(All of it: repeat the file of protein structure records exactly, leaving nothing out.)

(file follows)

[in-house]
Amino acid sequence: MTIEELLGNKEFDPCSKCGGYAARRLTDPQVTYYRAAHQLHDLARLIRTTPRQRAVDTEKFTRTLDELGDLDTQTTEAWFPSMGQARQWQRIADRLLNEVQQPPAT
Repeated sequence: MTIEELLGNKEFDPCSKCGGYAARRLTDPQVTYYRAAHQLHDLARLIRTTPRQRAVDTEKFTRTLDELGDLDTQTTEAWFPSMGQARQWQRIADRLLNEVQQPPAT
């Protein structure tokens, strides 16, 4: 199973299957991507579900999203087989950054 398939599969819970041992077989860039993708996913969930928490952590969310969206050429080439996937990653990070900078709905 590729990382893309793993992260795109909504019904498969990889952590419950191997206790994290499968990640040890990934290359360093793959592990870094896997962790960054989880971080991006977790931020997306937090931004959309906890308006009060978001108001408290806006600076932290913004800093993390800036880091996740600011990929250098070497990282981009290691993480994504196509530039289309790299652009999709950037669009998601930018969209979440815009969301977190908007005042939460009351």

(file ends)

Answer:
[in-house]
Amino acid sequence: MTIEELLGNKEFDPCSKCGGYAARRLTDPQVTYYRAAHQLHDLARLIRTTPRQRAVDTEKFTRTLDELGDLDTQTTEAWFPSMGQARQWQRIADRLLNEVQQPPAT
Repeated sequence: MTIEELLGNKEFDPCSKCGGYAARRLTDPQVTYYRAAHQLHDLARLIRTTPRQRAVDTEKFTRTLDELGDLDTQTTEAWFPSMGQARQWQRIADRLLNEVQQPPAT
């Protein structure tokens, strides 16, 4: 199973299957991507579900999203087989950054 398939599969819970041992077989860039993708996913969930928490952590969310969206050429080439996937990653990070900078709905 590729990382893309793993992260795109909504019904498969990889952590419950191997206790994290499968990640040890990934290359360093793959592990870094896997962790960054989880971080991006977790931020997306937090931004959309906890308006009060978001108001408290806006600076932290913004800093993390800036880091996740600011990929250098070497990282981009290691993480994504196509530039289309790299652009999709950037669009998601930018969209979440815009969301977190908007005042939460009351």